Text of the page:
There are geeks. And then there are geek's geeks. George Ou falls in the latter category.
Between the Lines
Larry Dignan and other IT industry experts, blogging at the intersection of business and technology, deliver daily news and analysis on vital enterprise trends.
Larry Dignan is Editor in Chief of ZDNet and SmartPlanet as well as Editorial Director of ZDNet's sister site TechRepublic.
Rachel King is a staff writer for ZDNet based in San Francisco.
Zack Whittaker writes for ZDNet, CNET, and CBS News. He is based in New York City.
Google is preparing to roll out its long rumored--and still mostly rumored--Gdrive online storage service.The latest chatter about Gdrive comes from The Wall Street Journal, which reports:Google is preparing a service that would let users store on its computers essentially all of the files they might keep on their personal-computer hard drives -- such as word-processing documents, digital music, video clips and images, say people familiar with the matter.
Notable headlines:WSJ: Google plans service to store users' data.Paula Rooney: Mozilla plans 2 more Firefox 3 betas, ~500,000 copies of beta 1 downloaded to dateJeremy Allison: What I learned from my buggy code.
Guest post: Chris Matyszczyk writes that the greatest commercial battle currently is between the ad and the algorithm, between predictability and "ticklability." Facebook needs to figure out how to make its users feel like they aren't being sold up the river.
In its post $1.6 billion Opsware acquisition reverie, HP is talking about a new way to do IT operations, and competing with IBM, BMC and CA.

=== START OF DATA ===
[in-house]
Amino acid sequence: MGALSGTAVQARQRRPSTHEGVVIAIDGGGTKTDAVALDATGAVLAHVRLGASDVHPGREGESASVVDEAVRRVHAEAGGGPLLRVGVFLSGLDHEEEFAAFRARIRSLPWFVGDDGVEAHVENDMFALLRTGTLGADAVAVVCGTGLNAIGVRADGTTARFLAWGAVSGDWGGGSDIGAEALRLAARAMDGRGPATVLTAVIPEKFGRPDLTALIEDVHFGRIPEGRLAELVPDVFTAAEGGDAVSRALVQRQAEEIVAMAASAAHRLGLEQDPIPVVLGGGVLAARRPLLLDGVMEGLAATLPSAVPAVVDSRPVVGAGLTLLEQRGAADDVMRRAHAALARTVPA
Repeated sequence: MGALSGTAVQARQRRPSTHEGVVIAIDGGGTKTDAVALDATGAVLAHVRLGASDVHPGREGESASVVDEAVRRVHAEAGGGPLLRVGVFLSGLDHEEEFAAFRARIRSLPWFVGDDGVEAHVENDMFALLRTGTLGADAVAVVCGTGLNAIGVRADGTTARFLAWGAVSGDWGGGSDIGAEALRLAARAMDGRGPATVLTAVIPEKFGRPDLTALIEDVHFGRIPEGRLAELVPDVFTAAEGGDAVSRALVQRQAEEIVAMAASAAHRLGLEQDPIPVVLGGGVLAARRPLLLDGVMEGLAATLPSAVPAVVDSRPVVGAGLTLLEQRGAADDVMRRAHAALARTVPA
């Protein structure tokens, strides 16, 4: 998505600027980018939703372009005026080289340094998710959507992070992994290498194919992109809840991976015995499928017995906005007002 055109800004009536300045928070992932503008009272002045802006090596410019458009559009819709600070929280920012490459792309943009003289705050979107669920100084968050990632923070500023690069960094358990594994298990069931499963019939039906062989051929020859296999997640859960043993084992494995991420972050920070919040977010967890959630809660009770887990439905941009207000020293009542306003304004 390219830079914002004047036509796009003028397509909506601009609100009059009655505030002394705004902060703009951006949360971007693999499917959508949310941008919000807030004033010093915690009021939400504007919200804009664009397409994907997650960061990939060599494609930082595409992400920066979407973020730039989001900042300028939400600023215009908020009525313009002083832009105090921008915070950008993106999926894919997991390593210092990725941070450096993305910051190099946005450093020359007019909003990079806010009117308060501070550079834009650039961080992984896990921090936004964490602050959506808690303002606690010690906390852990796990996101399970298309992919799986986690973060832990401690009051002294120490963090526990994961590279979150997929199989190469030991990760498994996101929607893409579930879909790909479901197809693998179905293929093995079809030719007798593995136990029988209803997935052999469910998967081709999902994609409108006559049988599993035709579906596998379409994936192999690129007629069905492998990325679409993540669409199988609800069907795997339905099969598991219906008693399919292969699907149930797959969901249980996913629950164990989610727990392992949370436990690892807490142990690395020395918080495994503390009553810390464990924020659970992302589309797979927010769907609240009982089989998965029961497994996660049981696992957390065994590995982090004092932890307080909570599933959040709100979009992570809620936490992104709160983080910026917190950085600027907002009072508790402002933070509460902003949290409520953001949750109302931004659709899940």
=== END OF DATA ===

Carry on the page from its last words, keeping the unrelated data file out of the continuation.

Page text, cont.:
Maybe there's just something about massive external drives that get geeks into the holiday spirit. Analysts are projecting external hard drives to be the must have gift this Christmas.
Zoho said Monday that its Web-based Zoho Writer word processing application is adding offline editing capabilities.In a blog post, Zoho said users will be able to edit and view documents offline.
From an altruistic perspective, green computing is mostly about carbon footprints. One medium-size data center can generate 10,000 metric tons of carbon per year (because of the power it uses). Large carbon footprints are not exactly bad for business--not directly--but they can result in negative publicity. In that sense, going green can have PR benefits--you can position yourself as a socially responsible enterprise, at least with respect to IT.
The One Laptop per Child project's "Give One, Get One" program has been extended through Dec. 31 as donations averaged about $2 million a day.
Notable headlines:Larry Dignan: OLPC: How do we gauge success? Will 490,000 units do?